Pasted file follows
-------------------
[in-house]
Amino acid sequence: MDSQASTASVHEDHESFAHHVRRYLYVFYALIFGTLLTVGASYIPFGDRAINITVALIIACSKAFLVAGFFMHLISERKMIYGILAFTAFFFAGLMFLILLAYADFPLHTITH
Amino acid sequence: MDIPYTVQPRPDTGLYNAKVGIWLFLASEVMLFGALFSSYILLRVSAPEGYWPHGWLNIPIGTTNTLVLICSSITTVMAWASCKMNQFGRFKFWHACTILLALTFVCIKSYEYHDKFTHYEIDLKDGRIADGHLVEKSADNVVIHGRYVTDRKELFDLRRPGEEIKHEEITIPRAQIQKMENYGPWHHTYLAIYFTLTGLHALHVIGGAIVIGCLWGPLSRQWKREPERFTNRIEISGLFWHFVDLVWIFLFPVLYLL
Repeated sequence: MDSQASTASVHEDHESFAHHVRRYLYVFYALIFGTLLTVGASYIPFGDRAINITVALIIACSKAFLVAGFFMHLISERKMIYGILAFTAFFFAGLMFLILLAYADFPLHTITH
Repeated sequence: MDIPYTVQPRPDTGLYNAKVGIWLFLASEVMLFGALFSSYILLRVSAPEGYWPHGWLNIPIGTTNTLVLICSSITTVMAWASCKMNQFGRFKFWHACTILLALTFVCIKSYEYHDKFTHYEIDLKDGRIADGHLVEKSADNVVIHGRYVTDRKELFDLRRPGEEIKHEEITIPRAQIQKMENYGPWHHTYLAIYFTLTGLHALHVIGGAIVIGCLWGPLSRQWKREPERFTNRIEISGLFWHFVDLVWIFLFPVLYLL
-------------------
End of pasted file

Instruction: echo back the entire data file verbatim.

[in-house]
Amino acid sequence: MDSQASTASVHEDHESFAHHVRRYLYVFYALIFGTLLTVGASYIPFGDRAINITVALIIACSKAFLVAGFFMHLISERKMIYGILAFTAFFFAGLMFLILLAYADFPLHTITH
Amino acid sequence: MDIPYTVQPRPDTGLYNAKVGIWLFLASEVMLFGALFSSYILLRVSAPEGYWPHGWLNIPIGTTNTLVLICSSITTVMAWASCKMNQFGRFKFWHACTILLALTFVCIKSYEYHDKFTHYEIDLKDGRIADGHLVEKSADNVVIHGRYVTDRKELFDLRRPGEEIKHEEITIPRAQIQKMENYGPWHHTYLAIYFTLTGLHALHVIGGAIVIGCLWGPLSRQWKREPERFTNRIEISGLFWHFVDLVWIFLFPVLYLL
Repeated sequence: MDSQASTASVHEDHESFAHHVRRYLYVFYALIFGTLLTVGASYIPFGDRAINITVALIIACSKAFLVAGFFMHLISERKMIYGILAFTAFFFAGLMFLILLAYADFPLHTITH
Repeated sequence: MDIPYTVQPRPDTGLYNAKVGIWLFLASEVMLFGALFSSYILLRVSAPEGYWPHGWLNIPIGTTNTLVLICSSITTVMAWASCKMNQFGRFKFWHACTILLALTFVCIKSYEYHDKFTHYEIDLKDGRIADGHLVEKSADNVVIHGRYVTDRKELFDLRRPGEEIKHEEITIPRAQIQKMENYGPWHHTYLAIYFTLTGLHALHVIGGAIVIGCLWGPLSRQWKREPERFTNRIEISGLFWHFVDLVWIFLFPVLYLL